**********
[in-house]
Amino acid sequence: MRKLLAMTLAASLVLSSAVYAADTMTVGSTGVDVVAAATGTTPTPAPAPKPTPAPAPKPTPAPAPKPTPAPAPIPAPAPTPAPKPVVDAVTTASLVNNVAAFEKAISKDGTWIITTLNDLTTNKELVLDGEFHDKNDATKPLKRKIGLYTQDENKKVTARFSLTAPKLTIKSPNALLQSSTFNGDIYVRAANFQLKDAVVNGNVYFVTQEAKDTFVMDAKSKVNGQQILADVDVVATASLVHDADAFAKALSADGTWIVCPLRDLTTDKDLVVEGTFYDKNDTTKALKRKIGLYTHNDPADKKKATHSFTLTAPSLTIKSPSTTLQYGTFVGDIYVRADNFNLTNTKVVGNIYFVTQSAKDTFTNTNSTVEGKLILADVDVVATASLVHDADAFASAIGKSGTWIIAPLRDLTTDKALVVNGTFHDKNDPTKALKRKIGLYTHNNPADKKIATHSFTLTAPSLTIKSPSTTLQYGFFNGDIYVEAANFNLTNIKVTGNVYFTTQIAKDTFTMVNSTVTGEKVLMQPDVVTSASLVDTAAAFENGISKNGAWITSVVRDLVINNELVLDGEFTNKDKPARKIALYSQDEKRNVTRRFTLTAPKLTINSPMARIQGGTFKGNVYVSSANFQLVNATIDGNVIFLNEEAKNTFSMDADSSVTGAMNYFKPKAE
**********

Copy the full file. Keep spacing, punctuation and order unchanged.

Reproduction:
[in-house]
Amino acid sequence: MRKLLAMTLAASLVLSSAVYAADTMTVGSTGVDVVAAATGTTPTPAPAPKPTPAPAPKPTPAPAPKPTPAPAPIPAPAPTPAPKPVVDAVTTASLVNNVAAFEKAISKDGTWIITTLNDLTTNKELVLDGEFHDKNDATKPLKRKIGLYTQDENKKVTARFSLTAPKLTIKSPNALLQSSTFNGDIYVRAANFQLKDAVVNGNVYFVTQEAKDTFVMDAKSKVNGQQILADVDVVATASLVHDADAFAKALSADGTWIVCPLRDLTTDKDLVVEGTFYDKNDTTKALKRKIGLYTHNDPADKKKATHSFTLTAPSLTIKSPSTTLQYGTFVGDIYVRADNFNLTNTKVVGNIYFVTQSAKDTFTNTNSTVEGKLILADVDVVATASLVHDADAFASAIGKSGTWIIAPLRDLTTDKALVVNGTFHDKNDPTKALKRKIGLYTHNNPADKKIATHSFTLTAPSLTIKSPSTTLQYGFFNGDIYVEAANFNLTNIKVTGNVYFTTQIAKDTFTMVNSTVTGEKVLMQPDVVTSASLVDTAAAFENGISKNGAWITSVVRDLVINNELVLDGEFTNKDKPARKIALYSQDEKRNVTRRFTLTAPKLTINSPMARIQGGTFKGNVYVSSANFQLVNATIDGNVIFLNEEAKNTFSMDADSSVTGAMNYFKPKAE